Case #1: Graphene – nanomaterial for the future

What is this technology area all about?

The wonder material graphene is an atom-thick layer of carbon which was awarded with the Nobel Prize in 2010. It has a number of extraordinary properties: graphene is transparent, impermeable to gases and moister, bendable, strong, super thin, electrically and thermally conductive.

How could this technology be applied?
The startling properties of graphene could impose a variety of solutions for technical challenges like bendable transparent electronics including displays and batteries, multifunctional composites with thermal and electrical conductivity, high-performance sensors, barrier layers in packaging materials, biomedical electrodes, water purification, to mention a few. One specific area is multifunctional light composites that is of high interest for airplanes and other vehicles, where added functionality could be anti-icing, heat dissipation, protection towards lightning and radiation, sensors, etc. Graphene is an emerging technology and it is most likely that the main impacts will be in the form of applications in other areas such as Life Science, Energy and ICT.

How could this technology be applied to the defense sector?
Possible product segments in the security and defense areas are:
• Lightweight electronics, displays and batteries;
• Signature management in IR region;
• Multifunctional composites – lightweight, anti-icing coating, protective coatings, sensors;
• Ultrafast and highly sensitive sensors;
• Lightweight vehicles;
• Protective equipment, ballistic vests.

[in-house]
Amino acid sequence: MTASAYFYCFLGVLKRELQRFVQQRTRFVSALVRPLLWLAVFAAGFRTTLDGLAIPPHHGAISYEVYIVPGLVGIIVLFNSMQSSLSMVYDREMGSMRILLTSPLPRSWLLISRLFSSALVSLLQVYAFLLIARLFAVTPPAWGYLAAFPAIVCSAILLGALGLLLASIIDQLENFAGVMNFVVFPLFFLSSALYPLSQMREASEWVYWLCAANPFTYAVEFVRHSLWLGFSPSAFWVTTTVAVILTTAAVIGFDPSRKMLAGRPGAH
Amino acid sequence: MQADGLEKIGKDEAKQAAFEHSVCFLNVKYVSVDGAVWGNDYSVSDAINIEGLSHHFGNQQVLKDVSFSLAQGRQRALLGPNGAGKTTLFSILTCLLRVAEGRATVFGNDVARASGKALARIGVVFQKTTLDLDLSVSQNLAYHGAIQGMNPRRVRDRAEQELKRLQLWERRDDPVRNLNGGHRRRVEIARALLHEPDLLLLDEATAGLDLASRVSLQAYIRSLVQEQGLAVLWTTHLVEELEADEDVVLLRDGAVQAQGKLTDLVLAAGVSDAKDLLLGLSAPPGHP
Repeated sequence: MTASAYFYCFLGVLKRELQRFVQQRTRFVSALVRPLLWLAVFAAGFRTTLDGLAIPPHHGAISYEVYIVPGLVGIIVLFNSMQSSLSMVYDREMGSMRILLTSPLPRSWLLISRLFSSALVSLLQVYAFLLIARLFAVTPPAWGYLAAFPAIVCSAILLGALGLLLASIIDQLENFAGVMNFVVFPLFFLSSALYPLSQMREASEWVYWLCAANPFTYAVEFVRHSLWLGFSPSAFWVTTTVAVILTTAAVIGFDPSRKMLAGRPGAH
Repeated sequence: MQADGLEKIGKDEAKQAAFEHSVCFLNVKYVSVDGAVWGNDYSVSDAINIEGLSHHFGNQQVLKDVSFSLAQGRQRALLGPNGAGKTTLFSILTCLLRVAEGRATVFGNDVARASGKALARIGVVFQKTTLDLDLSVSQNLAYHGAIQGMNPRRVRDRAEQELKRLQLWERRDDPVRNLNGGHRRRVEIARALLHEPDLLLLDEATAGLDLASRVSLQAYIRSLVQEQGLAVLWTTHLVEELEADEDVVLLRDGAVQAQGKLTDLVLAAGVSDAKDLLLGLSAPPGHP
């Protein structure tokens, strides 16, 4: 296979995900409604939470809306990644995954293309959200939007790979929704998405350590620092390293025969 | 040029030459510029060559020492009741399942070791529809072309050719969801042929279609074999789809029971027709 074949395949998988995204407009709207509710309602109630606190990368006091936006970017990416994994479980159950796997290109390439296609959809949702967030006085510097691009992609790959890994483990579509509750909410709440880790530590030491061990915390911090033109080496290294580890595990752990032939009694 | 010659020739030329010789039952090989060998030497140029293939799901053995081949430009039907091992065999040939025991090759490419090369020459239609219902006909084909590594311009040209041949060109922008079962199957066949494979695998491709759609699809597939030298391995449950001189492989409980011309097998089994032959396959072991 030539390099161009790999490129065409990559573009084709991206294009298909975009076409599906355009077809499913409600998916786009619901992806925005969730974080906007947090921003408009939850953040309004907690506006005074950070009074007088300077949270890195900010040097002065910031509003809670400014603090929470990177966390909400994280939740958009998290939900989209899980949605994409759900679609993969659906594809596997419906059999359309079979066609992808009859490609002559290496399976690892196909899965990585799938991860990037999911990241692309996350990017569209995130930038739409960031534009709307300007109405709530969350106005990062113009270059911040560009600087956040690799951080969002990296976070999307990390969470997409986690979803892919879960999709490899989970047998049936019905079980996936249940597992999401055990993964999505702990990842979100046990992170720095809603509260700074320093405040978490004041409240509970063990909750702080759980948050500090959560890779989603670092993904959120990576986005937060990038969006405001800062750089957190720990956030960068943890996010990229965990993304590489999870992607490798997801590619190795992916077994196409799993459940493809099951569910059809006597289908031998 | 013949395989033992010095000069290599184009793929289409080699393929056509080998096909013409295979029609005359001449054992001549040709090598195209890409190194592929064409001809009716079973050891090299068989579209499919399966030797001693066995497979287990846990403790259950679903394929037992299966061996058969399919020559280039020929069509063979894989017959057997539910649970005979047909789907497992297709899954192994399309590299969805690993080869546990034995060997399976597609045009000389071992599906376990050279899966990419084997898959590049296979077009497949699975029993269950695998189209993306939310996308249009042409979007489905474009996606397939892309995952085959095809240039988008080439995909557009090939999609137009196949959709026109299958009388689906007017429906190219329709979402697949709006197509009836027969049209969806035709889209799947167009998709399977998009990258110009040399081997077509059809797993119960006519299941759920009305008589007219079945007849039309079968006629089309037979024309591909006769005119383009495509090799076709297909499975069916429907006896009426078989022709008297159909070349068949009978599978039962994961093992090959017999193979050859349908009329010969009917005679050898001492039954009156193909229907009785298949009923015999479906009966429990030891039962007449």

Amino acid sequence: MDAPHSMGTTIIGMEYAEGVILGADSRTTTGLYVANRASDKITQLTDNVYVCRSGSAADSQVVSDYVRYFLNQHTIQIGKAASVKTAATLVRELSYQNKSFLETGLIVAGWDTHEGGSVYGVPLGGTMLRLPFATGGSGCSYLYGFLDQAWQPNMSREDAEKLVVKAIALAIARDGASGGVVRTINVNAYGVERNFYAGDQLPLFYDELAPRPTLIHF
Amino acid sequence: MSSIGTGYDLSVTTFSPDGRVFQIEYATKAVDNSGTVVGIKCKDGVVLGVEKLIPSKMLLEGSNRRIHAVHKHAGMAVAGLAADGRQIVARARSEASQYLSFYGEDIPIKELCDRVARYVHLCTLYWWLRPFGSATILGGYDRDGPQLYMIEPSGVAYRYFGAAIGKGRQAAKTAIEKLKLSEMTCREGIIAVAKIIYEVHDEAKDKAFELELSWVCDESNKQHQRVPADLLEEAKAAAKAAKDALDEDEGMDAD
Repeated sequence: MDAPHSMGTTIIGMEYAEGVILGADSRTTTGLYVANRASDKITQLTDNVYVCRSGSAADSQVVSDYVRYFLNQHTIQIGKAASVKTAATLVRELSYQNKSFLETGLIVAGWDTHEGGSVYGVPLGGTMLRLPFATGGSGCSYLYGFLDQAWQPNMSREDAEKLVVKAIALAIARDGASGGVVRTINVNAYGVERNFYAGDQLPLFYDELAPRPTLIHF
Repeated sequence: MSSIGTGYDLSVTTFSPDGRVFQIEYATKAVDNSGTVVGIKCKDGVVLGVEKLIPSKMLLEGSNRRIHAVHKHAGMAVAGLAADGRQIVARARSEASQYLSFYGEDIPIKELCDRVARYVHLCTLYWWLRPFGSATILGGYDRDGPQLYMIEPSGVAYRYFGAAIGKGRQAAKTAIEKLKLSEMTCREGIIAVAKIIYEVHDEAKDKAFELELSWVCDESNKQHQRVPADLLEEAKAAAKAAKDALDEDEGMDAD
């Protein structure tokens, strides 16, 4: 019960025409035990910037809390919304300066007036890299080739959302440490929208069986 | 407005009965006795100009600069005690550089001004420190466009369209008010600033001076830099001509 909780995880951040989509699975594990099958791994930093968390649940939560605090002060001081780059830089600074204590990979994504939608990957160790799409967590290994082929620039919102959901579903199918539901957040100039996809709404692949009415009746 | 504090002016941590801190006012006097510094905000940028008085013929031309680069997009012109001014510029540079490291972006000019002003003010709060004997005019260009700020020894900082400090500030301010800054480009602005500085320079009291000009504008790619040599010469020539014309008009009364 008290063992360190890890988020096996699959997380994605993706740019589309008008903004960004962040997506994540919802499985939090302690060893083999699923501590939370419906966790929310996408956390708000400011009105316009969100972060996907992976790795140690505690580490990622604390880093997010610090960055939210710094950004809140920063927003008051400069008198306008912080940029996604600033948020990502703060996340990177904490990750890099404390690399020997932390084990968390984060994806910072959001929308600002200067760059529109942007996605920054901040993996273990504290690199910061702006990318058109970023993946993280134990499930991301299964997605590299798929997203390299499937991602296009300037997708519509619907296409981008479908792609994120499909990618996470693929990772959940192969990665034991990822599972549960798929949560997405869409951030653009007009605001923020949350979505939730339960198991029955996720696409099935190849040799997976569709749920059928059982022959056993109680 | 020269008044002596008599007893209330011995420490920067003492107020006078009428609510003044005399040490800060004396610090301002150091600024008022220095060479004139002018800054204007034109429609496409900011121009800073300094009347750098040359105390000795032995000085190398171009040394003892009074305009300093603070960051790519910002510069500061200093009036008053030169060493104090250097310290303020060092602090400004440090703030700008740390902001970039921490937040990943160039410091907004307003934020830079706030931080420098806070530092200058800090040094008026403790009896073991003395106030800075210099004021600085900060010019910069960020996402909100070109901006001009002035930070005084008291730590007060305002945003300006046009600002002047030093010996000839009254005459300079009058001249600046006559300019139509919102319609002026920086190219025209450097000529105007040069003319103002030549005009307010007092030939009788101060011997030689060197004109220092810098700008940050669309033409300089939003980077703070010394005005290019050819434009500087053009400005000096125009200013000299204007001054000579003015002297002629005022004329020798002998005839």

How does this technology match up against the Defense Innovation Initiative?
The Defense Innovation Initiative has identified miniaturization and nanotechnologies as especially relevant for future defense technologies. Sweden has a world-leading position in this area. We are the host of the European Graphene Flagship Project due to our advanced research and development in this area. Sweden also has a strong industry base eager to collaborate with researchers to use the material in future products.

What Technology Readiness Level are we talking about?
Most effort in the graphene area so far lies in TRL 1–6. There are a lot of ongoing activities in companies where graphene is a part of demonstrator projects, in Europe as well as in the US and Asia. Displays, coatings, composites and sensors is among those areas where we believe that most products will appear in the near future.

What are the thresholds against further advancement?
Industry and academia need to be working closer together, scaling up the academic results into real products and industrial production. Standardization – characterization of different graphene materials and grades is needed (and ongoing). This will help both buyers to find the right material and suppliers to start manufacturing in a larger scaler.
Health and environment knowledge (making sure graphene-based materials are not toxic/harmful) is ongoing work, but needs to be further investigated for each new product.

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